Miguel Sano, the imposing slugger for the Twins who could crush a baseball to the deepest part of most ballparks, but who also struck out at an alarming rate, has become a free agent after the Twins declined to pick up his contract option.
In addition to Sano, the Twins also declined the options for pitchers Dylan Bundy and Chris Archer, both of whom underwhelmed this season.
Sano spent 13 years in the Twins organization and was certainly the talk of the franchise when he made his big league debut in 2015. He finished third in the Rookie of the Year vote that season and was named an All-Star in 2017. He hit 162 home runs over his eight seasons with the Twins, but he also struggled with injuries, his weight and he struck out more than 1,000 times. Even in the pandemic-shortened season of 2020, in which teams played 60 games, Sano led the majors with 90 whiffs in 186 at bats, striking out 50 percent of the time.
The only worry this fan has — and I’m not alone in thinking this based on the number of online comments I have seen — is what becomes of Sano if he signs with another team? And it’s not just any team, just one: the Boston Red Sox.
Twins fans are paranoid because to see Sano is to be reminded of former Twin David Ortiz, who played six seasons with the Twins before embarking on a Hall of Fame career with the Red Sox. For the Twins, I think Ortiz’s departure is now considered one of the great missed opportunities in club history and for fans something they don’t want to see the team repeat. As for Sano, I think the Twins understand the kind of player he is, including his limitations.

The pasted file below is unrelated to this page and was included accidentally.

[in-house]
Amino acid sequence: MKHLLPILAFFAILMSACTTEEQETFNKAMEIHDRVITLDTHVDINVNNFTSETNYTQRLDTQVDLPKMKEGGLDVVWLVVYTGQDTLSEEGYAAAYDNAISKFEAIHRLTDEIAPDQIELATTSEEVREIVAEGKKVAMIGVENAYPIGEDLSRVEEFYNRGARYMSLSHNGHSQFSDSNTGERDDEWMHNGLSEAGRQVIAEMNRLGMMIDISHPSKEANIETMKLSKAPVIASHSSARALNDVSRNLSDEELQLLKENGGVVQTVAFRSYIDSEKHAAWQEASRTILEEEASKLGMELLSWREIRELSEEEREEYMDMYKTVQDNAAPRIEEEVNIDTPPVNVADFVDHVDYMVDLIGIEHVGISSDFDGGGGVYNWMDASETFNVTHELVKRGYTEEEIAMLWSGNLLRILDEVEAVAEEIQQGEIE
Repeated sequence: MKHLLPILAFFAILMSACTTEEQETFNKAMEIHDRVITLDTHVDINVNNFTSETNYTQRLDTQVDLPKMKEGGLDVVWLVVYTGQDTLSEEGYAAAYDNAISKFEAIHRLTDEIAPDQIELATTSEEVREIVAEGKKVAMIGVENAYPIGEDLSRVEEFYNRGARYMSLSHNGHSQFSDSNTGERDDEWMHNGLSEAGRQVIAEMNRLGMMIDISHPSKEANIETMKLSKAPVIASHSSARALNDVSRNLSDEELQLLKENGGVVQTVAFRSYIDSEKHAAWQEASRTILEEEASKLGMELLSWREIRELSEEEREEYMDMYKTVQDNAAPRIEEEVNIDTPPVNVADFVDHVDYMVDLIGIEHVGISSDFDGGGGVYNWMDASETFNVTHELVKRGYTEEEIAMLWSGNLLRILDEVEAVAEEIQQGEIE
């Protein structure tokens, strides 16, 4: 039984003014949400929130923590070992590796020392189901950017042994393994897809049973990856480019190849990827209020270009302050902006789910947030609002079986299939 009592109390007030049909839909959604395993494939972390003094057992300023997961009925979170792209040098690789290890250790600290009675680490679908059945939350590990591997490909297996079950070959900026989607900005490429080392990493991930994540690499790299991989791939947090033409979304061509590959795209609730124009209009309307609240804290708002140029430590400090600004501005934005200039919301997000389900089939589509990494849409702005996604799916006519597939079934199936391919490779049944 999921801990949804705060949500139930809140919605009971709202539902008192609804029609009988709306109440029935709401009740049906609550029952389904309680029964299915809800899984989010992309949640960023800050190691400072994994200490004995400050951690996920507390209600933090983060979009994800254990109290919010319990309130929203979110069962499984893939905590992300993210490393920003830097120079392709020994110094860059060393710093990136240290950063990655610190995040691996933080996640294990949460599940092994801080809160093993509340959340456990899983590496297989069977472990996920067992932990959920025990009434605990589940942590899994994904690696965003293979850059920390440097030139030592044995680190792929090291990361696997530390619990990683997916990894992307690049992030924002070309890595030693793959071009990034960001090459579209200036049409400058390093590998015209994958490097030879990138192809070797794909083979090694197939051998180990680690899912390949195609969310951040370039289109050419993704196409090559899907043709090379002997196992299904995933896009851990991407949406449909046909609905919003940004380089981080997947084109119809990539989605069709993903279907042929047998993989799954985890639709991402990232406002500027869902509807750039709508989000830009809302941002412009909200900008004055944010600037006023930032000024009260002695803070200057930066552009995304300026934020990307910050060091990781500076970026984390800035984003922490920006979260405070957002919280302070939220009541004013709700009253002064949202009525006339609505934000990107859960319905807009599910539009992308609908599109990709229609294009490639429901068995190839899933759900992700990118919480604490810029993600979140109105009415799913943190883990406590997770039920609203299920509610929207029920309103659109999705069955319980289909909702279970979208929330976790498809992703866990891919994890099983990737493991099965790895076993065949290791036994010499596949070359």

Why do I pause? Because the concerns look something like this: Sano signs with the Red Sox, they insert him into the lineup between Xander Bogaerts and Rafael Devers, he never sees another breaking pitch and he hits 50 doubles off the Green Monster with 50 home runs. The Red Sox win the World Series while the Twins are chased out of the playoffs by, oh, I don’t know, how about the Baltimore Orioles? The paranoia is real.
-The Twins did pick up the contract option for pitcher Sonny Gray while shortstop Carlos Correa has decided to opt-out of his contract after one season to become a free agent. He was free to do so because that was the structure of the deal that brought him to Minnesota in the first place.
One might wonder: Why not take a longer look at Correa for this blog? Something along the lines of, “We hardly knew ye, Carlos Correa.” It crossed my mind, but if Correa is only going to give the Twins one season, I can’t be bothered to recap it.
Sources: MLB.com, Baseball-Reference.com